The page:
Publications by authors named "David Dinsmoor"

5 Publications

  • Page 1 of 1

The Evoked Compound Action Potential as a Predictor for Perception in Chronic Pain Patients: Tools for Automatic Spinal Cord Stimulator Programming and Control.

Front Neurosci 2021 12;15:673998. Epub 2021 Jul 12.

Medtronic PLC, Minneapolis, MN, United States.

Objectives: Spinal cord stimulation (SCS) is a drug free treatment for chronic pain. Recent technological advances have enabled sensing of the evoked compound action potential (ECAP), a biopotential that represents neural activity elicited from SCS. The amplitudes of many SCS paradigms - both sub- and supra-threshold - are programmed relative to the patient's perception of SCS. The objective of this study, then, is to elucidate relationships between the ECAP and perception thresholds across posture and SCS pulse width. These relationships may be used for the automatic control and perceptually referenced programming of SCS systems.

Methods: ECAPs were acquired from 14 subjects across a range of postures and pulse widths with swept amplitude stimulation. Perception (PT) and discomfort (DT) thresholds were recorded. A stimulation artifact reduction scheme was employed, and growth curves were constructed from the sweeps. An estimate of the ECAP threshold (ET), was calculated from the growth curves using a novel approach. Relationships between ET, PT, and DT were assessed.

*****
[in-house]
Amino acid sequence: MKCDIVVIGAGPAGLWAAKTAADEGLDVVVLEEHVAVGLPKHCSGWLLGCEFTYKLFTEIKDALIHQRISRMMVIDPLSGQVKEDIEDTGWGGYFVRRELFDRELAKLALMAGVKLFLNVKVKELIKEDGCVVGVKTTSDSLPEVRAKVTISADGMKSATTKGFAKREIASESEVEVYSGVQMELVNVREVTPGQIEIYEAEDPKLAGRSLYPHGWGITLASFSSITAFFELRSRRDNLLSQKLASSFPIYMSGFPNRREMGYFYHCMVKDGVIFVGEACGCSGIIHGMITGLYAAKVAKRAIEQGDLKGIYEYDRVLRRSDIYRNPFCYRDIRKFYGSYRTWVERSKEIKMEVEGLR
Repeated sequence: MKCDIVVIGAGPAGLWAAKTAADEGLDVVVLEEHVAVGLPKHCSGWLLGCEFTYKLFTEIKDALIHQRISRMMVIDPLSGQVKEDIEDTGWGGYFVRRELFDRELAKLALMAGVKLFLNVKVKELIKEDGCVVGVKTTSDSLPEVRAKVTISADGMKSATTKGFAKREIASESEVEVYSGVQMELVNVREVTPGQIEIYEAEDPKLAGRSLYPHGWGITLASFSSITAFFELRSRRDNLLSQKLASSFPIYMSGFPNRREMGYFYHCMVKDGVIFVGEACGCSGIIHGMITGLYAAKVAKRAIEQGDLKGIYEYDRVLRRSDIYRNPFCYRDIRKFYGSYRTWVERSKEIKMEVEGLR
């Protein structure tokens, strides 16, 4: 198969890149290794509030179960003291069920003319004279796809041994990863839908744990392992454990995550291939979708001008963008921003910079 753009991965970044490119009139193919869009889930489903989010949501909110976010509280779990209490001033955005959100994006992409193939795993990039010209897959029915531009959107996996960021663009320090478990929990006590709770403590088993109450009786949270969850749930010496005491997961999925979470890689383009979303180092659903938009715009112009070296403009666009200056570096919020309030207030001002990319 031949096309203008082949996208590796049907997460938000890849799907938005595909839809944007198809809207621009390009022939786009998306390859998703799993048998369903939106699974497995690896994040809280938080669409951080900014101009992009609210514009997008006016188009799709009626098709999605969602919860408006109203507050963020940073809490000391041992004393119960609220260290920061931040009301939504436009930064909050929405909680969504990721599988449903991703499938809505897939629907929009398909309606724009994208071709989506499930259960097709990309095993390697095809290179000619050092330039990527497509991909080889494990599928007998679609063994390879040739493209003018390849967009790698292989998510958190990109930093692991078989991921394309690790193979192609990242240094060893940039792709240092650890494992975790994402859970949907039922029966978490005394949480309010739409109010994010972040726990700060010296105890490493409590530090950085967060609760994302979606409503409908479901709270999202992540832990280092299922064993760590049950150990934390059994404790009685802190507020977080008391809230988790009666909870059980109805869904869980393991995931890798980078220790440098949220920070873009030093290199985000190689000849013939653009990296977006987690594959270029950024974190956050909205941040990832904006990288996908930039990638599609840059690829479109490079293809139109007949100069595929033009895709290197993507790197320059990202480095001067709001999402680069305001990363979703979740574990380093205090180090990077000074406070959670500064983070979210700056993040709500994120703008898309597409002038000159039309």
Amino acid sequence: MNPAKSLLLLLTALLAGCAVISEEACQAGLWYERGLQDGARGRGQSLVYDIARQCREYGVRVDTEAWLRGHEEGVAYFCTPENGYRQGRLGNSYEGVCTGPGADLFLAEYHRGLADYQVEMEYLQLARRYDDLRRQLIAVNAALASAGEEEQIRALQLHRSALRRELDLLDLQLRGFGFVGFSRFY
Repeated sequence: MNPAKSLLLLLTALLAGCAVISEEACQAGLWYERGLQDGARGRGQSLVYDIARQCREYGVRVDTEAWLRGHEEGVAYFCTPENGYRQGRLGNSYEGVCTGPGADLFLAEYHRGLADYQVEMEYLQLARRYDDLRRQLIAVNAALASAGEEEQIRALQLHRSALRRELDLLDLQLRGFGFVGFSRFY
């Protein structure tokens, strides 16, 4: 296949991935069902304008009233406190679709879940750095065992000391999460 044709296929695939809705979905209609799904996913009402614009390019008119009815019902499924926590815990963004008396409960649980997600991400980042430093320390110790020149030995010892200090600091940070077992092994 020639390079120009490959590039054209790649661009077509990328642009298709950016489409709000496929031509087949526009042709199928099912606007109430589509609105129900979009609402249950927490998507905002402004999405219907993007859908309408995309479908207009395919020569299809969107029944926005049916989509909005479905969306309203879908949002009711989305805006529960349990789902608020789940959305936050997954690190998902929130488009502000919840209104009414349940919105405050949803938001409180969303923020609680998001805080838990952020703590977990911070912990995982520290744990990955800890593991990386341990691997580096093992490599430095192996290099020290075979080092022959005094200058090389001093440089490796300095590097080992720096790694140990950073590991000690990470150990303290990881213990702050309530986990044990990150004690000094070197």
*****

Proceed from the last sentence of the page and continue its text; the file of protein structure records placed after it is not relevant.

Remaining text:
Results: ETs were estimated from 112 separate growth curves. For the postures and pulse widths assessed, the ET tightly correlated with both PT ( = 0.93; < 0.0001) and DT ( = 0.93; < 0.0001). The median accuracy of ET as a predictor for PT across both posture and pulse width was 0.5 dB. Intra-subject, ECAP amplitudes at DT varied up to threefold across posture.

Conclusion: We provide evidence that the ET varies across both different positions and varying pulse widths and suggest that this variance may be the result of postural dependence of the recording electrode-tissue spacing. ET-informed SCS holds promise as a tool for SCS parameter configuration and may offer more accuracy over alternative approaches for neural and perceptual control in closed loop SCS systems.
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http://dx.doi.org/10.3389/fnins.2021.673998DOI Listing
http://www.ncbi.nlm.nih.gov/pmc/articles/PMC8320888PMC
July 2021

A Clinical Feasibility Study of Spinal Evoked Compound Action Potential Estimation Methods.

Neuromodulation 2021 Jul 22. Epub 2021 Jul 22.

Medtronic plc, Minneapolis, MN, USA.